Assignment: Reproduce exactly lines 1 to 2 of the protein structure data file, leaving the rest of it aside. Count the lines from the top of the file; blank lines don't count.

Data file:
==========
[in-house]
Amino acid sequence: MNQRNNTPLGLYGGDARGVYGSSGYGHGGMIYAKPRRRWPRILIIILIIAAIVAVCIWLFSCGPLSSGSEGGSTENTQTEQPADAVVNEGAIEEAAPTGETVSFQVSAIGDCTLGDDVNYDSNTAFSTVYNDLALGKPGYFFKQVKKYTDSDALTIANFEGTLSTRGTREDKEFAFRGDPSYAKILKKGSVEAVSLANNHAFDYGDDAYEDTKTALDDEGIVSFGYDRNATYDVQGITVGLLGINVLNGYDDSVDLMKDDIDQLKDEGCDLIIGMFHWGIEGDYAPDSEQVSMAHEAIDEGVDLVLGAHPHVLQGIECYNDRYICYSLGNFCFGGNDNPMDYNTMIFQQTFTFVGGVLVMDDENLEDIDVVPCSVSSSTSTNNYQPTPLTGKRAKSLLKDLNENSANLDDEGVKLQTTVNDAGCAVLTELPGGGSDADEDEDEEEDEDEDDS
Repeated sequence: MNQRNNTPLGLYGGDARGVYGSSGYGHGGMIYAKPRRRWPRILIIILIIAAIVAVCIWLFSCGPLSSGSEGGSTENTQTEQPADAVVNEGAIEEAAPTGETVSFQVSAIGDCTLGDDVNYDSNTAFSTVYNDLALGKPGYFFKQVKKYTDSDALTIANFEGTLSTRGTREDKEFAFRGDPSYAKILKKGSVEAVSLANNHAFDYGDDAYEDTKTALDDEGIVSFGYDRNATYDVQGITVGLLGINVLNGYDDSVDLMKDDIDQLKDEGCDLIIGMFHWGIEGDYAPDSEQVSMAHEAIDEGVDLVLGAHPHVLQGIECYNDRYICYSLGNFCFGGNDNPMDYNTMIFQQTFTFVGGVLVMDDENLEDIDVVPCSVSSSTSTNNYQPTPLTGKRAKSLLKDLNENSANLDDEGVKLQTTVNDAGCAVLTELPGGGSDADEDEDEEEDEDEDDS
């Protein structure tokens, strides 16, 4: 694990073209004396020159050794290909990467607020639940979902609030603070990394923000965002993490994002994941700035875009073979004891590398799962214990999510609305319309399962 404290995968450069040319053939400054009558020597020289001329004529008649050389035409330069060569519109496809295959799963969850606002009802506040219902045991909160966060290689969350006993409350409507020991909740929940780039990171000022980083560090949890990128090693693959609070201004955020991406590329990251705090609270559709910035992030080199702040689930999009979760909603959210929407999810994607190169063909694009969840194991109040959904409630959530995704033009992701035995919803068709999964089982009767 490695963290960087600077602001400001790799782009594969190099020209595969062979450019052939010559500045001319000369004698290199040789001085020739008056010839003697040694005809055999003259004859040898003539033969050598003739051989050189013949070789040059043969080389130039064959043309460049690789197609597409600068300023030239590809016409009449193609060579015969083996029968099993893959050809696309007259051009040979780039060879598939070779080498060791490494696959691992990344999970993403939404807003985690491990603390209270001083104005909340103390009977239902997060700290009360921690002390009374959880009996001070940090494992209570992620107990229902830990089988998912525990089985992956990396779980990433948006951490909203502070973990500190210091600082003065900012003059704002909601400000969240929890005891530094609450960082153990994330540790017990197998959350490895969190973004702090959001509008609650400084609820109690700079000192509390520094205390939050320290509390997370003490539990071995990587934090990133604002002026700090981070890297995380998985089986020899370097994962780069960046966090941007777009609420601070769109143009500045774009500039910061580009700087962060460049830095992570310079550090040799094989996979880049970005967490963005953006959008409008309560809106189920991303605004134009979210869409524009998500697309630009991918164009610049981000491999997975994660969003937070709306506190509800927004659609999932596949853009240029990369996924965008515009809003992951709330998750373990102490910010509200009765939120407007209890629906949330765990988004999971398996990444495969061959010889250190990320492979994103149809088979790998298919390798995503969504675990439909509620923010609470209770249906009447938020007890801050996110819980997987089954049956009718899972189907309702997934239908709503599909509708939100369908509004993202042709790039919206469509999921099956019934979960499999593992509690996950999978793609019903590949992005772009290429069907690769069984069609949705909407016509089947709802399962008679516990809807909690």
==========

[in-house]
Amino acid sequence: MNQRNNTPLGLYGGDARGVYGSSGYGHGGMIYAKPRRRWPRILIIILIIAAIVAVCIWLFSCGPLSSGSEGGSTENTQTEQPADAVVNEGAIEEAAPTGETVSFQVSAIGDCTLGDDVNYDSNTAFSTVYNDLALGKPGYFFKQVKKYTDSDALTIANFEGTLSTRGTREDKEFAFRGDPSYAKILKKGSVEAVSLANNHAFDYGDDAYEDTKTALDDEGIVSFGYDRNATYDVQGITVGLLGINVLNGYDDSVDLMKDDIDQLKDEGCDLIIGMFHWGIEGDYAPDSEQVSMAHEAIDEGVDLVLGAHPHVLQGIECYNDRYICYSLGNFCFGGNDNPMDYNTMIFQQTFTFVGGVLVMDDENLEDIDVVPCSVSSSTSTNNYQPTPLTGKRAKSLLKDLNENSANLDDEGVKLQTTVNDAGCAVLTELPGGGSDADEDEDEEEDEDEDDS